Newsweek.com: “Being seen as an ‘art lover’ may increase our status, but otherwise art is not useful. Yet art has been part of the human experience since Paleolithic man painted on the walls of caves in Lascaux, France, and Altamira, Spain, more than 30,000 years ago. Art preceded cities, agriculture and writing.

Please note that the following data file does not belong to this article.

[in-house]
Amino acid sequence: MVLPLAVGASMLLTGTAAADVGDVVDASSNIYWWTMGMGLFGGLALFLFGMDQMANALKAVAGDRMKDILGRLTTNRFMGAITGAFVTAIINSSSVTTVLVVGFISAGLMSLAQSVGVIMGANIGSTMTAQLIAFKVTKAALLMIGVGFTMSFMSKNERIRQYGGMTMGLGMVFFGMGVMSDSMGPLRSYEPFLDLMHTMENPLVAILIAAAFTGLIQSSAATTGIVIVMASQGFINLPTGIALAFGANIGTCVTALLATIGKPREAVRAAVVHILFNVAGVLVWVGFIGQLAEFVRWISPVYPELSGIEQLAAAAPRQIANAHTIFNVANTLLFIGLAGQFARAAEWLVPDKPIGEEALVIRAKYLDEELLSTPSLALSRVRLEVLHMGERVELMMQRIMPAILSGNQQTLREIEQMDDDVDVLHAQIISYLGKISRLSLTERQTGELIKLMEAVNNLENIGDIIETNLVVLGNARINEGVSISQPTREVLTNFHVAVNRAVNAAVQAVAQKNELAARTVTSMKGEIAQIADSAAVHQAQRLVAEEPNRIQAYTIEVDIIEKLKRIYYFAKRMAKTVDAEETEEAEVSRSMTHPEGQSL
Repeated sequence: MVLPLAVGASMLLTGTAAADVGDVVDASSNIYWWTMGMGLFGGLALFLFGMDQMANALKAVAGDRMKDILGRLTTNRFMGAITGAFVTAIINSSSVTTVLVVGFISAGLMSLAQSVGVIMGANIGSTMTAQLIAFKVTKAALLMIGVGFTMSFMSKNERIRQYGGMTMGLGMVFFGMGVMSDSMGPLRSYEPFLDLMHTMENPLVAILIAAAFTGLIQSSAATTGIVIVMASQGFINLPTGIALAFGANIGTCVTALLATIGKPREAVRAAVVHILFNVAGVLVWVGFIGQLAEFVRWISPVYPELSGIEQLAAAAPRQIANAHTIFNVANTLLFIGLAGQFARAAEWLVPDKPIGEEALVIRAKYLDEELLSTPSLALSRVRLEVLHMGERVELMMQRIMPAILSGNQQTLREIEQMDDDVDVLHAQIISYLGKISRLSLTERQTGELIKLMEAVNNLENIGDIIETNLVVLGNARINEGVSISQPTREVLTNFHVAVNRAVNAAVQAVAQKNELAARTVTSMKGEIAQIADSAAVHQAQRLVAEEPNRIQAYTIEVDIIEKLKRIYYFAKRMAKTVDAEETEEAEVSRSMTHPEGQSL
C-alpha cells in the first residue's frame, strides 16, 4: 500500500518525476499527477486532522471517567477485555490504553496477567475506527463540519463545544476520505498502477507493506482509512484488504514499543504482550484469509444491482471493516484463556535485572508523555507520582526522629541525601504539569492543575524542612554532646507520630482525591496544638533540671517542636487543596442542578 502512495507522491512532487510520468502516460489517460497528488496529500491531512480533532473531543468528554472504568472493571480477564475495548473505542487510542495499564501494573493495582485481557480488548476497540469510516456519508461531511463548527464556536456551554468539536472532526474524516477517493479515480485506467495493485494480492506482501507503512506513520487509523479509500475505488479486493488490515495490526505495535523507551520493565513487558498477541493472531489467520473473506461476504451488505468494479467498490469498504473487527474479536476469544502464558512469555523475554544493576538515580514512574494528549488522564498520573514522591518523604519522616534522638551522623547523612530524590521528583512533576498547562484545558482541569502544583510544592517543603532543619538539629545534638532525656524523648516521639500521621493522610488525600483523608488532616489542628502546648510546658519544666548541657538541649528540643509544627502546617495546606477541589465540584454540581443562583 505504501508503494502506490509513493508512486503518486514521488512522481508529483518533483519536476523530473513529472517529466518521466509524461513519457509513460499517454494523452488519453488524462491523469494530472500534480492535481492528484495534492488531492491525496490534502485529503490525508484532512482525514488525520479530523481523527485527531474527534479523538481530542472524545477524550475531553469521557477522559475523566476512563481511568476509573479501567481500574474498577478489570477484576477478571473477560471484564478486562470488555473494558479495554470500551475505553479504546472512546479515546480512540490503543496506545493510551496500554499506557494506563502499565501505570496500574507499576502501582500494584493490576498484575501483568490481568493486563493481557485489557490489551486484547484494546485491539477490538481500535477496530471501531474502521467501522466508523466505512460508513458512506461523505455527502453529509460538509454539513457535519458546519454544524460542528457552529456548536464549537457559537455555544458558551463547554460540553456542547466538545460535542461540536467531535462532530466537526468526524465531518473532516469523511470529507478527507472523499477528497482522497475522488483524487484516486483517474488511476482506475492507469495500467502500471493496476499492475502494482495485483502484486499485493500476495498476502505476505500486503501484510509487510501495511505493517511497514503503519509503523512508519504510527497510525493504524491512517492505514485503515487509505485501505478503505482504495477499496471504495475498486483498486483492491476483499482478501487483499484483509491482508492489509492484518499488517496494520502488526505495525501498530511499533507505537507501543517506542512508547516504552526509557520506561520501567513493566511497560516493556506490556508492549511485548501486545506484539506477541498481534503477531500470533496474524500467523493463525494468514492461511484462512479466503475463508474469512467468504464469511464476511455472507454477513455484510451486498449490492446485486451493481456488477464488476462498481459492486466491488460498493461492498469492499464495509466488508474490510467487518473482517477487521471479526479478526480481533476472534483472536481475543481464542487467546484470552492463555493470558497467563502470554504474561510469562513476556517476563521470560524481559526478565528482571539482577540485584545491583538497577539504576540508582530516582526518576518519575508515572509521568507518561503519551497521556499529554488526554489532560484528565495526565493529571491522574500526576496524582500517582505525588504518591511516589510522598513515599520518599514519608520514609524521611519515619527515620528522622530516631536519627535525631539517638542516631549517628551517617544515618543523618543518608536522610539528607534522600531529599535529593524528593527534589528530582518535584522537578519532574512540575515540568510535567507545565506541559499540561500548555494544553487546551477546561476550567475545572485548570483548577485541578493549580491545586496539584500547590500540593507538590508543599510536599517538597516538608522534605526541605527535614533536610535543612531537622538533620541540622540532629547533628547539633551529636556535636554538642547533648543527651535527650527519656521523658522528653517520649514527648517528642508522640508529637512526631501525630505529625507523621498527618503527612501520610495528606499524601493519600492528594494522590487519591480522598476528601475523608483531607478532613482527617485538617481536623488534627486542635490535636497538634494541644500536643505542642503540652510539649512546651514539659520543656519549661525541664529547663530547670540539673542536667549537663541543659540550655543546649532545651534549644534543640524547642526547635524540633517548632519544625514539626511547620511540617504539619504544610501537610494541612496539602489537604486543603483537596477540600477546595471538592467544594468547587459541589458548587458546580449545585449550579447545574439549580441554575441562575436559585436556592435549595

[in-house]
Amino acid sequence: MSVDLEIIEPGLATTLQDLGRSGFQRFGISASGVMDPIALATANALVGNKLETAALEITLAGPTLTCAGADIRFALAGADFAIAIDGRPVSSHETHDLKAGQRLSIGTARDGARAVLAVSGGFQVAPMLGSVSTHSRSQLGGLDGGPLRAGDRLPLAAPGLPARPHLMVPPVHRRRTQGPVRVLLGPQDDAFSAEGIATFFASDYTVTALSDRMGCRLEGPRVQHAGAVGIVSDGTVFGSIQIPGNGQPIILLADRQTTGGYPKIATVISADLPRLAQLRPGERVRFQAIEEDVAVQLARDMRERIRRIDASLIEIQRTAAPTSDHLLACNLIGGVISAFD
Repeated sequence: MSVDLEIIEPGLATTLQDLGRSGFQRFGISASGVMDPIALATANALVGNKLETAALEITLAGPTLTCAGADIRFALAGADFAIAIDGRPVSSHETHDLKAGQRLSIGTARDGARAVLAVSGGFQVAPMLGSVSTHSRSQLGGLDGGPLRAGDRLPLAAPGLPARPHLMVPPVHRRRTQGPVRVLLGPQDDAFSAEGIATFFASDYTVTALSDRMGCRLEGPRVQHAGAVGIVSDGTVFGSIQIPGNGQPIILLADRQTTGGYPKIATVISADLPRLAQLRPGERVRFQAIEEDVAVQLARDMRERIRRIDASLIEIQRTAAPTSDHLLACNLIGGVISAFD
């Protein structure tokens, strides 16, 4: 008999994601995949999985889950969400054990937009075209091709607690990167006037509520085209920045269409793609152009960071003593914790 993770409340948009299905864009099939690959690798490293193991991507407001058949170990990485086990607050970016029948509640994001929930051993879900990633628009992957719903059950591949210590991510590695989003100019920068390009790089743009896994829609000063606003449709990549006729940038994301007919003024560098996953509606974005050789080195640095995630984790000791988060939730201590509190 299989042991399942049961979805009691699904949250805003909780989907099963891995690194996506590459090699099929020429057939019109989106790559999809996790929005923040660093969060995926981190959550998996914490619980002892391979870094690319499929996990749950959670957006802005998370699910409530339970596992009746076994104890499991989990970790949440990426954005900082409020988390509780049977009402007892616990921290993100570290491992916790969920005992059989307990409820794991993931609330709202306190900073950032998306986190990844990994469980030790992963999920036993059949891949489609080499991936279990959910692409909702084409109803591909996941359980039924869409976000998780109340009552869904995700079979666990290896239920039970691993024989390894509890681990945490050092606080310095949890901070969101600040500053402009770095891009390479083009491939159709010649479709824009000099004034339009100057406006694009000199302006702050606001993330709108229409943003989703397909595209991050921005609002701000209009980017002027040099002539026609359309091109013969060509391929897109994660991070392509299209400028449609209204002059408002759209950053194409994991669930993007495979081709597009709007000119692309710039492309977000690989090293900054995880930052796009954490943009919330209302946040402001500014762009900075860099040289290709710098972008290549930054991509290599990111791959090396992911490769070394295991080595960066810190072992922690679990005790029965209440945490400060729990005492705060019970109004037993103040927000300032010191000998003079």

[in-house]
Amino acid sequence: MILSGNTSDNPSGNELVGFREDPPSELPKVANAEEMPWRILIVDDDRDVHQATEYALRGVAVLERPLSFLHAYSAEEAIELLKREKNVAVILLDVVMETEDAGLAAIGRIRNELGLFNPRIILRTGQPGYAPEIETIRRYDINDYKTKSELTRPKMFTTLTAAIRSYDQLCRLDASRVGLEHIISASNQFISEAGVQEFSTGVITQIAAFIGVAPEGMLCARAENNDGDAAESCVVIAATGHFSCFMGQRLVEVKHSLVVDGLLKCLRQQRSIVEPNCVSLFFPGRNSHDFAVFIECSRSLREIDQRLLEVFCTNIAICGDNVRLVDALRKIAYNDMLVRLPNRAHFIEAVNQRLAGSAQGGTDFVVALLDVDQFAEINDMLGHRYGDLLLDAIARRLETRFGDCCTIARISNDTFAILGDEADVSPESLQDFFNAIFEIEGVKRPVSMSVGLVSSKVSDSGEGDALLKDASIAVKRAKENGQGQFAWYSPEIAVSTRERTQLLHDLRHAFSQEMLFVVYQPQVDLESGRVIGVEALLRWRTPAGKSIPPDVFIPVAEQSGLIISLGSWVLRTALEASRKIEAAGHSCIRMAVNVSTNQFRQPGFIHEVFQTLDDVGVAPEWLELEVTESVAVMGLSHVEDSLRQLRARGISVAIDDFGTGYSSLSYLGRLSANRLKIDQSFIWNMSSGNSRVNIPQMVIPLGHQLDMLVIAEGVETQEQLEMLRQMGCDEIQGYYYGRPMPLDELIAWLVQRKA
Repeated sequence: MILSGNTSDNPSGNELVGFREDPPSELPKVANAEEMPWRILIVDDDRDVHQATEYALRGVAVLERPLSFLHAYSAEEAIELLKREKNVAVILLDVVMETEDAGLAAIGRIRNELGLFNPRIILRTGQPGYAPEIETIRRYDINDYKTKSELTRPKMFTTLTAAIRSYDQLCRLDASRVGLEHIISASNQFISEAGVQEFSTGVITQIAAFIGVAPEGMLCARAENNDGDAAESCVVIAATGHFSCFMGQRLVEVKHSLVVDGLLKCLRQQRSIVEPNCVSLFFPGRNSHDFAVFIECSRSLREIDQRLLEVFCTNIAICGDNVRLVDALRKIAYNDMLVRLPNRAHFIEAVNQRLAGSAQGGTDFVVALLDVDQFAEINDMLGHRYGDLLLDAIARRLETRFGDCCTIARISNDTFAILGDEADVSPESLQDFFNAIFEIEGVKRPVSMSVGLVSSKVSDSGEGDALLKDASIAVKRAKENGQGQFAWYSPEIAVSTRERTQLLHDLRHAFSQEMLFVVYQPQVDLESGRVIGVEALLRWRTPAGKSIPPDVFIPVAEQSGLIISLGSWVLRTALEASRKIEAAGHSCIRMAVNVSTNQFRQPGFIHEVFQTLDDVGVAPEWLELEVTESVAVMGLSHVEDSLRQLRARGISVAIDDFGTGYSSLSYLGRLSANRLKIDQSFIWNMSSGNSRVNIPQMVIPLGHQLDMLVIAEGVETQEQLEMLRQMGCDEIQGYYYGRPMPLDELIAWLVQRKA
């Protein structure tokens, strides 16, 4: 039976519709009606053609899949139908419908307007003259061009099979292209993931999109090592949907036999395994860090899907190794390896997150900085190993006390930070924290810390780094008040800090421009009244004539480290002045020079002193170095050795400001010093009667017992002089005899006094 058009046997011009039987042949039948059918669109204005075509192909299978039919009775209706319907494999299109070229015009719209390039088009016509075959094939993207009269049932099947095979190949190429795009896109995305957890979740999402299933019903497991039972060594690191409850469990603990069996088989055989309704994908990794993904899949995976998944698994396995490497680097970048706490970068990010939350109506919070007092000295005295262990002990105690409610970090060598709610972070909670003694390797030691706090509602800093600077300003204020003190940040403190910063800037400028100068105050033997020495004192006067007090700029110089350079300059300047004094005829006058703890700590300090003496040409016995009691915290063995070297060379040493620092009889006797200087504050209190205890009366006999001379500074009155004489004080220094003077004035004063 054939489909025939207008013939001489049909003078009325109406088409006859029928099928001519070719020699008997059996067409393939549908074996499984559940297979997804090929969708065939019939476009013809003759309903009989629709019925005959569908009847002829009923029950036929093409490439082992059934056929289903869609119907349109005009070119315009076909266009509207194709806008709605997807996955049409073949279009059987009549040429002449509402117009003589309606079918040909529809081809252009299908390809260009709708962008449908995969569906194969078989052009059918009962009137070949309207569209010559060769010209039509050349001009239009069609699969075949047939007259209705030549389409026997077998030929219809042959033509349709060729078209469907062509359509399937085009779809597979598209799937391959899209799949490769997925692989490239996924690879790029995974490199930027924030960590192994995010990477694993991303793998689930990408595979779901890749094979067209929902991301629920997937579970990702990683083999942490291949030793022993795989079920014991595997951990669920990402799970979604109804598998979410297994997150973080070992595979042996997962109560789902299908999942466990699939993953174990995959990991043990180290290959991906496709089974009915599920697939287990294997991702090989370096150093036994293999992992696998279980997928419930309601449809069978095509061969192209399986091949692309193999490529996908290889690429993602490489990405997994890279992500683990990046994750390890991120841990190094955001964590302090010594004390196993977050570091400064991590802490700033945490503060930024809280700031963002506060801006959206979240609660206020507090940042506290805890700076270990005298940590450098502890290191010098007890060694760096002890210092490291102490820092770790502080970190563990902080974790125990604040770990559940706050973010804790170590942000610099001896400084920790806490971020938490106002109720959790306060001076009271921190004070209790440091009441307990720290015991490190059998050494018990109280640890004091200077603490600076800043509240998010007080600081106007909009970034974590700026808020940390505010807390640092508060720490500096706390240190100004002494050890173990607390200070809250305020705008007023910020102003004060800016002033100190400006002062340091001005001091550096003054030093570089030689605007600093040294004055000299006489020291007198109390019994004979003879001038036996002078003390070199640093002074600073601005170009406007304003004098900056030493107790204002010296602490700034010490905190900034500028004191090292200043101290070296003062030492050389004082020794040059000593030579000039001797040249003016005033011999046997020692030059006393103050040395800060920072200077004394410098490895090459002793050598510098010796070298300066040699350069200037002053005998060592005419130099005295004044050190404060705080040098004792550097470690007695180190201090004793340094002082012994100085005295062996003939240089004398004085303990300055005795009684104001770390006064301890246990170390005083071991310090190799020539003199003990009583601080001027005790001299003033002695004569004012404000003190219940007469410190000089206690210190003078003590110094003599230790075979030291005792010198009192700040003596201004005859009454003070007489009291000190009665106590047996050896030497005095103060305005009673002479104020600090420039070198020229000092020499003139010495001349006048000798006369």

Denis Dutton, an art professor in New Zealand, has proposed a bold new explanation. He argues that humankind’s universal interest in art is the result of human evolution. We enjoy sex, grasp facial expressions, understand logic and spontaneously acquire language—all of which make it easier for us to survive and produce children. In ‘The Art Instinct: Beauty, Pleasure, and Human Evolution,’ Dutton contends that an interest in art belongs on this list of evolutionary adaptations.”